WASHINGTON – No matter how the FBI investigation into the handling of sensitive information on Hillary Clinton’s personal computer server ends, it is likely to hurt her campaign for president.
If she is indicted, she will face further questions about her honesty and perhaps even calls for her to step aside. If she isn’t indicted, critics will accuse the Obama administration of letting her escape charges merely because they want her to win the election.
The threat of political pain even with no indictment was underscored as dozens of Republicans lawmakers pressed Attorney General Loretta Lynch to appoint a special prosecutor far removed from the White House to determine if any laws have been broken.
But Lynch has resisted those demands even after President Barack Obama said Clinton did not endanger national security, after the president and vice president endorsed her, and after Lynch met privately with Clinton’s husband this week.
Under pressure, Lynch announced Friday that she expects to accept the recommendation of investigators and prosecutors at the FBI and the Justice Department — and FBI Director James Comey, a Republican — in the case.
She said that she still plans to review the case, which was begun by the FBI’s Counterintelligence Division after classified information was found in some of Clinton’s emails last year.
Don Smaltz, a lawyer appointed as an independent counsel to investigate former President Bill Clinton’s secretary of agriculture, Mike Espy, in the 1990s, said Lynch should have appointed a special prosecutor last year.
“I think she would have a more thorough investigation,” he said. “The public could have more confidence in whatever the outcome is.”
At least 2,079 emails that Clinton sent or received contained classified material, according to a State Department review of emails Clinton turned over after she left the department. Most were at the confidential level, which is the lowest level of classification, but a few were at the top secret level.
None of Clinton’s emails was marked as classified during her time as secretary, State Department officials say, but intelligence officials say some material was clearly classified at the time. Clinton initially said she did not send or receive any classified information – a denial she later adjusted, saying that none was marked as classified at the time.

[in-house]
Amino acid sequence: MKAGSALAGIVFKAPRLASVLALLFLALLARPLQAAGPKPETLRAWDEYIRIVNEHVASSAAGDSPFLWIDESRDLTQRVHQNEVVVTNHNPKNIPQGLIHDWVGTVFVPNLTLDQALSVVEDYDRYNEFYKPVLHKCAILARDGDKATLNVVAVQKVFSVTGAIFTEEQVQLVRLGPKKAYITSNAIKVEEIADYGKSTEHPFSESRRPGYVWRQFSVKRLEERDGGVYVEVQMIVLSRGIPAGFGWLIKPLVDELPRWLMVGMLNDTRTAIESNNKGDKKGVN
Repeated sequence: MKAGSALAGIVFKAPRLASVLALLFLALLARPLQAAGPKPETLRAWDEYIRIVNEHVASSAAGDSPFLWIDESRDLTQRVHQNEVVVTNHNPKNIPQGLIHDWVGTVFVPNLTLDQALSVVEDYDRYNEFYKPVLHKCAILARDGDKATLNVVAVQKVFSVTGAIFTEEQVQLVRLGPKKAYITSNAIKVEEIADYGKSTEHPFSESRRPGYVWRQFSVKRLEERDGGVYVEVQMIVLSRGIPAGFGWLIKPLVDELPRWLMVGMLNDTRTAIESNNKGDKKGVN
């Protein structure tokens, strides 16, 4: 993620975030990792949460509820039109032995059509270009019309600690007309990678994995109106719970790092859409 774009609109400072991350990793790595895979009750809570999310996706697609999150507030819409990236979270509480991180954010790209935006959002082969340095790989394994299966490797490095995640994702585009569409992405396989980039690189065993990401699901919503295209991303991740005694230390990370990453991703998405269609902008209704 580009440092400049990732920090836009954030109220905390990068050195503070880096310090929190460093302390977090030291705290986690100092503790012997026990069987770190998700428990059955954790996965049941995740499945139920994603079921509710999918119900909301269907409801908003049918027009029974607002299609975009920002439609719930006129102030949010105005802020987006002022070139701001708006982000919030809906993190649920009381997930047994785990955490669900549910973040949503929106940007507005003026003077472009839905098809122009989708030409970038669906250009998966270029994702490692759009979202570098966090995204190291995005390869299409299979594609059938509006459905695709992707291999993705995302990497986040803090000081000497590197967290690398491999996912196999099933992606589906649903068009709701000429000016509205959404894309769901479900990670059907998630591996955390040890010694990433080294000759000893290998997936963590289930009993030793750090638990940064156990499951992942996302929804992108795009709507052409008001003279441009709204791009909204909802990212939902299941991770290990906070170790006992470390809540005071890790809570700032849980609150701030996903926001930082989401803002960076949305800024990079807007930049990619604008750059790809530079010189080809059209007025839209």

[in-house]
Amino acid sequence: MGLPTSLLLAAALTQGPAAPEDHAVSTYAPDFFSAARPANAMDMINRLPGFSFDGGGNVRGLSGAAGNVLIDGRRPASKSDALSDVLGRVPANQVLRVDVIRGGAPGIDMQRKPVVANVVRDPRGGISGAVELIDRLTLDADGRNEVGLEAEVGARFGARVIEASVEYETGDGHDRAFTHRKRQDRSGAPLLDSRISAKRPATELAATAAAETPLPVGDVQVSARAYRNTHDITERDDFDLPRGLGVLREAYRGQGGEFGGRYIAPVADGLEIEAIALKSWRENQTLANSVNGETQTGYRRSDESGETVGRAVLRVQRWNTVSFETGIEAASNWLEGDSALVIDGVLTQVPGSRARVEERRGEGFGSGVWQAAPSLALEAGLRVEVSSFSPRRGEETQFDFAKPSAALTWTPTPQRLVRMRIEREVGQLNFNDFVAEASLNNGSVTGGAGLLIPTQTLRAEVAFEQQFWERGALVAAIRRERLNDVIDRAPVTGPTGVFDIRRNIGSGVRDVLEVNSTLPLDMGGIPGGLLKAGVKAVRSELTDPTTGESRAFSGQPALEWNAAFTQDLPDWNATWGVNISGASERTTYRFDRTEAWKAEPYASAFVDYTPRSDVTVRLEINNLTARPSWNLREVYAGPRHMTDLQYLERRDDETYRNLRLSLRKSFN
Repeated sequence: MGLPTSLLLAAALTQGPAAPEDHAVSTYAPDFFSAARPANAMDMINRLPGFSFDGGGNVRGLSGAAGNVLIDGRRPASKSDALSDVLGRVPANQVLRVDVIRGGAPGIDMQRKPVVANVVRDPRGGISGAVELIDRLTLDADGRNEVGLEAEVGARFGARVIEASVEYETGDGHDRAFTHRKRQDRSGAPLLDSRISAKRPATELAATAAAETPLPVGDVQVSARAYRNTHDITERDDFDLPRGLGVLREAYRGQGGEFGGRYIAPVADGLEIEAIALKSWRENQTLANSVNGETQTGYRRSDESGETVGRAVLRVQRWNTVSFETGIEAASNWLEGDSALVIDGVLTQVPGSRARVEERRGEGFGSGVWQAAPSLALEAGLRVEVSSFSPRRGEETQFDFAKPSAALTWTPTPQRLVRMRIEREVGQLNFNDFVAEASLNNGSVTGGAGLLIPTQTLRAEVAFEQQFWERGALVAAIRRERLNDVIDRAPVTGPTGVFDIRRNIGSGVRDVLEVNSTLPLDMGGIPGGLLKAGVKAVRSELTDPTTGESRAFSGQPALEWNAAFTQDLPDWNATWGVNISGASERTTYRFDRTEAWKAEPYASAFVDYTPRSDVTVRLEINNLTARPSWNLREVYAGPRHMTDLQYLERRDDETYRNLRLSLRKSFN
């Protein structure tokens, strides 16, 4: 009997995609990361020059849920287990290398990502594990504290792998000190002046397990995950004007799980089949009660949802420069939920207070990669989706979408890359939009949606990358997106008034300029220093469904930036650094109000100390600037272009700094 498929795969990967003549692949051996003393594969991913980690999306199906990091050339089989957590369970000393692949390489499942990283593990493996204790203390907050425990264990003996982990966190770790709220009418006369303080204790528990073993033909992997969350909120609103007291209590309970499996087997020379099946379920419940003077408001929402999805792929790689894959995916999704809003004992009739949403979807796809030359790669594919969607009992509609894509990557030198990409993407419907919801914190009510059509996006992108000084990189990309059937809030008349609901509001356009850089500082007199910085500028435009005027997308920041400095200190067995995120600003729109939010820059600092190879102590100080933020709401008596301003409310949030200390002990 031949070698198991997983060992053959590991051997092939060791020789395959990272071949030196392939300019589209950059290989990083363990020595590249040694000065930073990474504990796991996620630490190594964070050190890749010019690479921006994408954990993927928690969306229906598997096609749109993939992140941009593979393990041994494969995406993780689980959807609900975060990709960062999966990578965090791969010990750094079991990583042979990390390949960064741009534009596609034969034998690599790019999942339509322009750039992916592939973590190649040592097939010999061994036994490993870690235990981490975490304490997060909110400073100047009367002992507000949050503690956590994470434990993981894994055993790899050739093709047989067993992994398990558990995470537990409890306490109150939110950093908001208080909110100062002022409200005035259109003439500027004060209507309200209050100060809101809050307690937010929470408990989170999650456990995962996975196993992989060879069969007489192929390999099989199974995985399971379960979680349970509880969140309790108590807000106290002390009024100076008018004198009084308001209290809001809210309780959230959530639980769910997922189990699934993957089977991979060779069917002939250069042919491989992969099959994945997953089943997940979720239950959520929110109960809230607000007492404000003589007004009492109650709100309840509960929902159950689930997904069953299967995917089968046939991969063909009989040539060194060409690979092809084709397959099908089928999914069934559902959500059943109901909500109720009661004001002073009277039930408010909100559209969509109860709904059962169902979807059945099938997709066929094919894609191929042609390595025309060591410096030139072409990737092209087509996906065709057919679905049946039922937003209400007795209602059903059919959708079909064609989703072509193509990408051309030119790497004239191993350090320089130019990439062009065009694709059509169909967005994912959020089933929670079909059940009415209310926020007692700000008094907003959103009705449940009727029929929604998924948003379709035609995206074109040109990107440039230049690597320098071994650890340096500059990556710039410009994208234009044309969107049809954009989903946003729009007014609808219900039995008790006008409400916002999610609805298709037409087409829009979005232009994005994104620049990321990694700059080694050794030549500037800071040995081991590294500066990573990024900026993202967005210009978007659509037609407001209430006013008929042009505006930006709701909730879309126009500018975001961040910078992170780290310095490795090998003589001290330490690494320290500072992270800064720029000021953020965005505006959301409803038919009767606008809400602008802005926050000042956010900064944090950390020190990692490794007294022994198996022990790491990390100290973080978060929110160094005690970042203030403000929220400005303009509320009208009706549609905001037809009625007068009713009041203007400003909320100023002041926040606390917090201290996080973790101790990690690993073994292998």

In October, 44 Republican lawmakers sent a letter to Lynch demanding she name a special prosecutor. “A special counsel must be appointed to preserve the integrity of this investigation and any subsequent prosecution and ensure that there is no bias or undue influence from the White House,” the lawmakers wrote.
White House press secretary Josh Earnest has repeatedly said Obama has not and will not be involved in any decision relating to the case.
“He believes that this matter should be handled without regard to politics,” Earnest said Friday. “And he believes this investigation should be conducted based on facts, not based on the political affiliation or the political standing of anybody who may be involved in it.”
After Watergate, Congress passed a law allowing for the appointment of an independent counsel to create a check on the president and top appointees. But lawmakers let the statute expire after Kenneth Starr’s investigation of Bill Clinton led to the president’s impeachment and trial.
The law required the attorney general to appoint an independent counsel – chosen by a panel of judges – when there was substantial evidence of a crime by any of 49 federal officials. Without the law, Lynch is allowed but not required to appoint a special prosecutor.
Peter Zeidenberg, a former federal prosecutor who handled cases against public officials, including Vice President Dick Cheney’s chief of staff, Scooter Libby, said attorneys general investigate and prosecute government officials all the time. “There is no requirement for attorneys general to recuse themselves,” he said.
Legal experts say independent counsels or special prosecutors have, at times, abused their own power or made their cases political.
Katy Harriger, a professor at Wake Forest University who has studied special prosecutors, said administrations can face criticism no matter which route they take. “It’s kind of damned if you do, damned if you don’t,” she said.
A report by the State Department inspector general determined that her email arrangement violated State Department rules, that she did not seek permission for the setup and that her was shut down at least once because of fears it had been hacked.
Clinton did not hand over all her work emails, despite being asked to do so repeatedly. She said she is unable to access emails she sent or received in her first two months as secretary of state because they were not yet being captured on her server. And in recent weeks, several new batches of emails have come to light that she did not turn over.
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